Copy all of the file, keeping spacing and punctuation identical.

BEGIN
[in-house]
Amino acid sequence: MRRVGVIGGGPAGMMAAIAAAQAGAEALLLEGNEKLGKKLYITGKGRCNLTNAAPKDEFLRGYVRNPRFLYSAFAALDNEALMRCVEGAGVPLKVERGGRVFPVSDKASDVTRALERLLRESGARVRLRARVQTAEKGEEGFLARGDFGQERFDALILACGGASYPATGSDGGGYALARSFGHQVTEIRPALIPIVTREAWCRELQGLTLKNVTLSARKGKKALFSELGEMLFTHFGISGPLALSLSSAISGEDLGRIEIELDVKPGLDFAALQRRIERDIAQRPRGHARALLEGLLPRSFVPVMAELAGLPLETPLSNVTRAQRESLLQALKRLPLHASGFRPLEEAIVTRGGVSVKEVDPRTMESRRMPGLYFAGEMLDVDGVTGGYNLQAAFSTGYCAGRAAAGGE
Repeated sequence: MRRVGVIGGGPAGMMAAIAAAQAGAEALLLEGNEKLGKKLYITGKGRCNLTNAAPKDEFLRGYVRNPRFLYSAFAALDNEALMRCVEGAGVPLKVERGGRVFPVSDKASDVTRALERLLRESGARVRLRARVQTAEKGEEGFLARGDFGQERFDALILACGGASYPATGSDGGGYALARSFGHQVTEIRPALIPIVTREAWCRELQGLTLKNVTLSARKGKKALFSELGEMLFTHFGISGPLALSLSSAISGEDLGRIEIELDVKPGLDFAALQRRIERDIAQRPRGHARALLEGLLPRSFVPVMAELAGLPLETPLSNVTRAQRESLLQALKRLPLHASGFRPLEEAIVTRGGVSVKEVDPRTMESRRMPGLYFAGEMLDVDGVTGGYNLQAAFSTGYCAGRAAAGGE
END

[in-house]
Amino acid sequence: MRRVGVIGGGPAGMMAAIAAAQAGAEALLLEGNEKLGKKLYITGKGRCNLTNAAPKDEFLRGYVRNPRFLYSAFAALDNEALMRCVEGAGVPLKVERGGRVFPVSDKASDVTRALERLLRESGARVRLRARVQTAEKGEEGFLARGDFGQERFDALILACGGASYPATGSDGGGYALARSFGHQVTEIRPALIPIVTREAWCRELQGLTLKNVTLSARKGKKALFSELGEMLFTHFGISGPLALSLSSAISGEDLGRIEIELDVKPGLDFAALQRRIERDIAQRPRGHARALLEGLLPRSFVPVMAELAGLPLETPLSNVTRAQRESLLQALKRLPLHASGFRPLEEAIVTRGGVSVKEVDPRTMESRRMPGLYFAGEMLDVDGVTGGYNLQAAFSTGYCAGRAAAGGE
Repeated sequence: MRRVGVIGGGPAGMMAAIAAAQAGAEALLLEGNEKLGKKLYITGKGRCNLTNAAPKDEFLRGYVRNPRFLYSAFAALDNEALMRCVEGAGVPLKVERGGRVFPVSDKASDVTRALERLLRESGARVRLRARVQTAEKGEEGFLARGDFGQERFDALILACGGASYPATGSDGGGYALARSFGHQVTEIRPALIPIVTREAWCRELQGLTLKNVTLSARKGKKALFSELGEMLFTHFGISGPLALSLSSAISGEDLGRIEIELDVKPGLDFAALQRRIERDIAQRPRGHARALLEGLLPRSFVPVMAELAGLPLETPLSNVTRAQRESLLQALKRLPLHASGFRPLEEAIVTRGGVSVKEVDPRTMESRRMPGLYFAGEMLDVDGVTGGYNLQAAFSTGYCAGRAAAGGE